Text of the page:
COVD-19 vaccine booster shots have been authorized for certain people who have moderately or severely weakened immune systems, also known as being immunocompromised.
The Biden administration may soon advise vaccinated persons to get a booster shot eight months after their second shot for added protection as the highly contagious Delta variant continues to spread across the U.S.
No prescription or other kinds of documentation from doctors showing you have are immunocompromised will be required.
Last week the U.S. Food and Drug Administration (FDA) recommended and the Centers for Disease Control and Prevention (CDC) authorized the use of an additional dose or booster of the mRNA COVID-19 vaccines made by Pfizer and Moderna for individuals with certain conditions that weaken or compromise their immune systems. The reason that this booster dose is needed is that these individuals do not get enough protection against COVID-19 from the recommended two doses of the vaccines.
Recent research shows that up to one-half of immunocompromised people who didn’t develop antibodies or immune protection after two doses do get some level of protection after a third dose.
However, the FDA stressed that even after a third dose, people who are immunocompromised will still need to wear masks indoors, stay six feet apart from others, and avoid crowds. Also family members and other close contacts should be fully vaccinated to protect these persons.
This new authorization does not apply to the one dose Johnson & Johnson COVID-19 vaccine, which has been used less frequently in the U.S. The FDA is still exploring updating its authorization about the Johnson & Johnson to determine if boosters will be necessary for immunocompromised individuals.
People who qualify to receive the COVID-19 vaccine booster dose are the following:
- Those who have had organ or stem cell transplants, such as kidney or liver transplants, and take immunosuppressant treatments so that their bodies do not reject the transplants or cells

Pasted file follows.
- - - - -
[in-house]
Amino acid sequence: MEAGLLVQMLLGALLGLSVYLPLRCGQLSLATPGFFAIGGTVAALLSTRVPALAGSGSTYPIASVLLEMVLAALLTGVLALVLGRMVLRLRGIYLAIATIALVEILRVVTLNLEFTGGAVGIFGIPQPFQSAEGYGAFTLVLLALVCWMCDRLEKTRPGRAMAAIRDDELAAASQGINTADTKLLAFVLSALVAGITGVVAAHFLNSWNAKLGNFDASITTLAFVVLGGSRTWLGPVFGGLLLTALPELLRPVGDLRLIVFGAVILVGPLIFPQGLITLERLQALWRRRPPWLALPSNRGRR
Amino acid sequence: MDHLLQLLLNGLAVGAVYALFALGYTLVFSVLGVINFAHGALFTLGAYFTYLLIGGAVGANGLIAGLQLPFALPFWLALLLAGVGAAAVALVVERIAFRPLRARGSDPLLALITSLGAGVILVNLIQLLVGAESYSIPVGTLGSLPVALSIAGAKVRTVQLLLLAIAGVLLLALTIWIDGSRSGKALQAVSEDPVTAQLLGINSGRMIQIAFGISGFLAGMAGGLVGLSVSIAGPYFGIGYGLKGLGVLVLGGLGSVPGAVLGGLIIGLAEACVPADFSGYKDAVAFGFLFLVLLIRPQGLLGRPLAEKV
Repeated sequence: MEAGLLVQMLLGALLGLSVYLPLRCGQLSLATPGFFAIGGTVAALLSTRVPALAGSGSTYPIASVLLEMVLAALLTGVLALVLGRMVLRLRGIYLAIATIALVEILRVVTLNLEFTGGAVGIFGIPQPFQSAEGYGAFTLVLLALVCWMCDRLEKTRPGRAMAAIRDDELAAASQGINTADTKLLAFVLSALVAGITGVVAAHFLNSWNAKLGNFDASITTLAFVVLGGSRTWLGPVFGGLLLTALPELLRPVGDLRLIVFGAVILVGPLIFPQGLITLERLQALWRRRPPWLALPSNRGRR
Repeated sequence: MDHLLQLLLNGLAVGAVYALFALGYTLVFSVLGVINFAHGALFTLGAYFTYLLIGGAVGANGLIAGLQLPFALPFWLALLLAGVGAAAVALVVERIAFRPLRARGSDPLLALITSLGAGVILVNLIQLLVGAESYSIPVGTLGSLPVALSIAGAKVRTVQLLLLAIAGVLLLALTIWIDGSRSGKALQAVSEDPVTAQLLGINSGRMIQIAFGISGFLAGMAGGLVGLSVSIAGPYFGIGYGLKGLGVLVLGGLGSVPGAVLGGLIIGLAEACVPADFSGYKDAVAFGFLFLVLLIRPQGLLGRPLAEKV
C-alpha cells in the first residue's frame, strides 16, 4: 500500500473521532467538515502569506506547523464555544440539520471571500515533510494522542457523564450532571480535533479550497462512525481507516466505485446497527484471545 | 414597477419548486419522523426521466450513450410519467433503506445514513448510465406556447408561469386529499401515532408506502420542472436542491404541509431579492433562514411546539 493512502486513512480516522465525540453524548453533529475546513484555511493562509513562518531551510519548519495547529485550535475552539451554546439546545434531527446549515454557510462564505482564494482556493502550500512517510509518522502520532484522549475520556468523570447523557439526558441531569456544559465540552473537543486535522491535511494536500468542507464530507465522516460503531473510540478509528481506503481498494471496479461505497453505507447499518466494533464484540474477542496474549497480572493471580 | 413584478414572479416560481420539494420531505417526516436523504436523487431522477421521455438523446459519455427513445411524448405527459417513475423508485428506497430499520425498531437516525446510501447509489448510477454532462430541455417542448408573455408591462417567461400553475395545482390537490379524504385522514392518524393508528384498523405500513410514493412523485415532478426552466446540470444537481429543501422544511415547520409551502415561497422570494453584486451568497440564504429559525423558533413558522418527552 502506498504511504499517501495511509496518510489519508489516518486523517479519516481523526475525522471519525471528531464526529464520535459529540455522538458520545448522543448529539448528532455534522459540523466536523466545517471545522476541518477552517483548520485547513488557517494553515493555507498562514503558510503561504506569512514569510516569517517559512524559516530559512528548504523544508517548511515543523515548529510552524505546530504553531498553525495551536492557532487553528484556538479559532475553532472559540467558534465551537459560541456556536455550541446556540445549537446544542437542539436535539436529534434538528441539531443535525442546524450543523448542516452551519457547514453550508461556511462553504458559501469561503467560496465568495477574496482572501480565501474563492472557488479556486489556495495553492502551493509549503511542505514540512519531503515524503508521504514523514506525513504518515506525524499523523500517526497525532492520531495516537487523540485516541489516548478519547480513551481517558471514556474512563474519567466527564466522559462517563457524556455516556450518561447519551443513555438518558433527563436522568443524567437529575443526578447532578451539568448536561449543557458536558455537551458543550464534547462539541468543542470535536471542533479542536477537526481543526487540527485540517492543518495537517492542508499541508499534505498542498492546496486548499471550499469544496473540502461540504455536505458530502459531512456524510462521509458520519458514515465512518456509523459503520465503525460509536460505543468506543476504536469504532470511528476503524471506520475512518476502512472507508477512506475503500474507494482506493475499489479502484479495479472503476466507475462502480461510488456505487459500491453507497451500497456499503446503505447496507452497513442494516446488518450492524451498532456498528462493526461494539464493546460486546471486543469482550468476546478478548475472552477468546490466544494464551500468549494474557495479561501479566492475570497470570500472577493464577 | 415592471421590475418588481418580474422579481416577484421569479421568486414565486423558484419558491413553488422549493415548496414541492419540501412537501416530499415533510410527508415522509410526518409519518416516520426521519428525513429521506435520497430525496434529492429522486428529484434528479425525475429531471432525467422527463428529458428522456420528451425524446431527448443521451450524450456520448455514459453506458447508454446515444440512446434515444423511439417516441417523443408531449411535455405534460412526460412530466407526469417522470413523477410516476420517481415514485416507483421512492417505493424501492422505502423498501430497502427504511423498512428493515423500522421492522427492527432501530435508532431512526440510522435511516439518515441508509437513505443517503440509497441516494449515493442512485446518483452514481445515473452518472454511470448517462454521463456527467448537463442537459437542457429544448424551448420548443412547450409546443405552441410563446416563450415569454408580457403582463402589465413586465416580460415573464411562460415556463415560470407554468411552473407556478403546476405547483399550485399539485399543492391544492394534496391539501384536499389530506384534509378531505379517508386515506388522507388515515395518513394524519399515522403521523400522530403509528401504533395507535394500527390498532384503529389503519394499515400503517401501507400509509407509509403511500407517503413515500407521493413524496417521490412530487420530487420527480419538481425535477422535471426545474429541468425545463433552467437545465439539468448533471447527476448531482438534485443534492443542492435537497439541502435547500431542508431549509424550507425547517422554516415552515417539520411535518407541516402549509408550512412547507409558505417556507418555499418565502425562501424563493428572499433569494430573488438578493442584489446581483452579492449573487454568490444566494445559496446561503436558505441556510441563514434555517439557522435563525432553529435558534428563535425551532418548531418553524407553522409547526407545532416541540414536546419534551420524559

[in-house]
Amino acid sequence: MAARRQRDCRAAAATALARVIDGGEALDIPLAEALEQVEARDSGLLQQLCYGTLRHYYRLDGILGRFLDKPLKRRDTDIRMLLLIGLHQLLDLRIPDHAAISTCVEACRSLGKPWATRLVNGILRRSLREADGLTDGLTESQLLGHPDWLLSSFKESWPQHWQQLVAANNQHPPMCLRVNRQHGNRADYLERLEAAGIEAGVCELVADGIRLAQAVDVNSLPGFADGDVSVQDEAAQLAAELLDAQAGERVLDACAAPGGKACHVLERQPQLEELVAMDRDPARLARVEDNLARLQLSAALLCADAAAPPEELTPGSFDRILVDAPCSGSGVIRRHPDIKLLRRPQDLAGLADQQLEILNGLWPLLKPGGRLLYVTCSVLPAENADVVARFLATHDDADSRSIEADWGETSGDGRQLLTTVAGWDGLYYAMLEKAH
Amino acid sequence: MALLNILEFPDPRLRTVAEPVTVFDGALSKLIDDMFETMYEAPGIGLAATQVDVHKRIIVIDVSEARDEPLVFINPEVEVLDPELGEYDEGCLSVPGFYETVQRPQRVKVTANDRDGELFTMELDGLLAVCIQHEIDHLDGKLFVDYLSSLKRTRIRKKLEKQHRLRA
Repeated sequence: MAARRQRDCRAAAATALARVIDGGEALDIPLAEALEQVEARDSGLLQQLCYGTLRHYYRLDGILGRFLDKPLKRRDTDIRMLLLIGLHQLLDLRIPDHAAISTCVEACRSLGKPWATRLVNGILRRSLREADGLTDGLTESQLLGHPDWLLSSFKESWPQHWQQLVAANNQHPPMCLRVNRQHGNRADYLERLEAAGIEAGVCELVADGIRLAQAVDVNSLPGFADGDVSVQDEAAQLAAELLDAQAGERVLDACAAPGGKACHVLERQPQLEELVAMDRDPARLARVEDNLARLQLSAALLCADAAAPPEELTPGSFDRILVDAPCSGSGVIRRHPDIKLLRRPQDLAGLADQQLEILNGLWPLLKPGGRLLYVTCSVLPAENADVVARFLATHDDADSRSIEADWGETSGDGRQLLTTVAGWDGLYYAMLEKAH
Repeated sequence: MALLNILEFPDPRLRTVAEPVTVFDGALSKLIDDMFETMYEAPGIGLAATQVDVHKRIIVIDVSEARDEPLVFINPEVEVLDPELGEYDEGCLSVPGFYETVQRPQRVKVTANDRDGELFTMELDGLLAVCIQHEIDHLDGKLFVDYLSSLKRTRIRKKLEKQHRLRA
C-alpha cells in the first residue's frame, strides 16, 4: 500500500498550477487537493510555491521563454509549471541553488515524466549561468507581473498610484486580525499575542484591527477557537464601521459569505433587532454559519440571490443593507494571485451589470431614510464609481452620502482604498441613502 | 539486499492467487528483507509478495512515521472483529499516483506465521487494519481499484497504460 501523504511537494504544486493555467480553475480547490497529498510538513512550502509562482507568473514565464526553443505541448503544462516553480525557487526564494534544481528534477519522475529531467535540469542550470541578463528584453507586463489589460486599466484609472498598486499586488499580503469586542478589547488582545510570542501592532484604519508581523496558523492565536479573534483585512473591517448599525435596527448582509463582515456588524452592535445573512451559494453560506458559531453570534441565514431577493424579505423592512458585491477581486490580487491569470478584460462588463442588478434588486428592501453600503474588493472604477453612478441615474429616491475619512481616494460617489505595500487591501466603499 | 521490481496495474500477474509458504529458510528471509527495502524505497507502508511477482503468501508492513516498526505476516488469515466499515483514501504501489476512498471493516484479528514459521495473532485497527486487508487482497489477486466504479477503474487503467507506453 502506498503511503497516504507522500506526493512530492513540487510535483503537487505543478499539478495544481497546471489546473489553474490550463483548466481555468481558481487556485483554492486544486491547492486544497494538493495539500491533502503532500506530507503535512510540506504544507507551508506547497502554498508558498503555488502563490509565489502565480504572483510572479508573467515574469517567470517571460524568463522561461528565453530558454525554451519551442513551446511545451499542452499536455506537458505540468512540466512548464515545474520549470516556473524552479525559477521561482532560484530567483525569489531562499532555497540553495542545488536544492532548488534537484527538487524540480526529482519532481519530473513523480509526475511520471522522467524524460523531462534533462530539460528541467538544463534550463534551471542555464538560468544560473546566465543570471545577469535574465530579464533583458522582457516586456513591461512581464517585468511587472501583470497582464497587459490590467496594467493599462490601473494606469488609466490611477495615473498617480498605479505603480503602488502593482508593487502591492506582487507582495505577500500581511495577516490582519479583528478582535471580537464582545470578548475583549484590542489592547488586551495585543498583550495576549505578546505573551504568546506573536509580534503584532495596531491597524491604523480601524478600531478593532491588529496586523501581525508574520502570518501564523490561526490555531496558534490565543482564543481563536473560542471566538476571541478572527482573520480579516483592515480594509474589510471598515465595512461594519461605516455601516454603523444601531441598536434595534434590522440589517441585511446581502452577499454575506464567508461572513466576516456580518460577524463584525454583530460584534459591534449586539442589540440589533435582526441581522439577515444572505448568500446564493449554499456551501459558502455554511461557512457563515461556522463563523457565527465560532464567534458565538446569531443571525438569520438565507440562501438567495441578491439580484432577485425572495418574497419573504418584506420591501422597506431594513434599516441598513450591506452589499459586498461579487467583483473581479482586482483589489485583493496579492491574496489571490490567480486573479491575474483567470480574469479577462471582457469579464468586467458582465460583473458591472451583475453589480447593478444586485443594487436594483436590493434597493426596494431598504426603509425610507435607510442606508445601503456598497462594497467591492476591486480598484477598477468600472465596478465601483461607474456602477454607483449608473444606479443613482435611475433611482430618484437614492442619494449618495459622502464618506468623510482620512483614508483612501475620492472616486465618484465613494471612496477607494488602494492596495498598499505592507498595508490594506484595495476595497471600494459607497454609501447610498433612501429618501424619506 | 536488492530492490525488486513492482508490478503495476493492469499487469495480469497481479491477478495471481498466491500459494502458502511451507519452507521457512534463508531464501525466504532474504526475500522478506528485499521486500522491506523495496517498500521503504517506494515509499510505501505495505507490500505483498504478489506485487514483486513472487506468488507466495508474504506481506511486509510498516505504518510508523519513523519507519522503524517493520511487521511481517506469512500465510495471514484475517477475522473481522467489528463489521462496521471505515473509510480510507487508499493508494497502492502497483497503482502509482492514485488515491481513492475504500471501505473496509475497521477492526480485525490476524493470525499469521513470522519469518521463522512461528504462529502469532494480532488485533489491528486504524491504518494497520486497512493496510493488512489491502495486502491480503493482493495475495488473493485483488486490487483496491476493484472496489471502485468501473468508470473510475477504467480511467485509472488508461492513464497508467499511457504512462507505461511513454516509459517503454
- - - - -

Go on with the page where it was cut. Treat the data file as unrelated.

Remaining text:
- People receiving treatment for blood cancers
- Those with rare genetic disorders that cause their immune systems from working properly
- Individuals with advanced or untreated HIV
- People on dialysis
- Those with certain chronic medical conditions such as chronic kidney disease and asplenia (living without a spleen)
- Individuals taking high dose corticosteroids, chemotherapy (drugs used to treat cancer), and medications that suppress the immune system
These groups all have or are at risk for weakened immune systems and therefore need the added dose, especially in light of the more contagious Delta variant that is spreading across the U.S. Approximately 7 million adults fall into one or more categories above and are at higher risk of breakthrough infections, being hospitalized or dying if they get COVID-19. They are also more likely to transit the infection to others.
At this time, the new authorization for a third or booster dose is not intended for people whose immune system has decreased with age such as what happens with many other adults, especially those in nursing homes, or for people with chronic diseases such as diabetes.
When can you get the COVID booster shot?
The third dose can be given 28 days or more after the second vaccine shot. For people who received either Pfizer or Moderna’s mRNA COVID-19 vaccine, a third dose of the same vaccine should be used. If the mRNA vaccine given for the first two doses is not available or is unknown, either mRNA COVID-19 vaccine product may be administered. A person should not receive more than three mRNA vaccine doses.
What are the requirements for getting a COVID booster shot?
An honor type system will be used for those who meet the categories listed above. No prescription or other kinds of documentation from doctors showing you have are immunocompromised will be required for people to get the third shot of the Pfizer or Moderna vaccine. If you meet one of the categories above, you should bring your COVID-19 Vaccination Record Card with you when requesting the vaccine at a pharmacy, clinic, or other vaccination site. This is the card you received when you got your first shot and indicates the type of vaccine you received and dates of the first and second shots.
If you are uncertain if you are eligible for a COVID-19 booster vaccine, check with your primary care physician or other doctor if you are being treated for cancer or other conditions that compromise your immune system.
When will the COVID booster shots be available?
The CDC is also considering the use of boosters for people whose immunity might have decreased since they received their second dose of Pfizer or Moderna vaccine or one dose of the Johnson & Johnson vaccine. Older adults are of particular concern because 74% of breakthrough COVID-19 cases are among those 65 and over. Breakthrough cases are expected because no vaccines are 100% effective at preventing illness in vaccinated people. The boosters would provide added protection for those at greatest risk for breakthrough infections.
Further, recent reports indicate that the Biden administration may soon advise vaccinated persons to get a booster shot eight months after their second shot for added protection as the highly contagious Delta variant continues to spread across the U.S. The first people to receive this booster would be those in nursing homes, healthcare and emergency workers, and then older adults who were vaccinated this past winter. These booster shots could begin as early as mid-September.
Additional information about the COVID-19 booster shots can be found on the CDC’s website.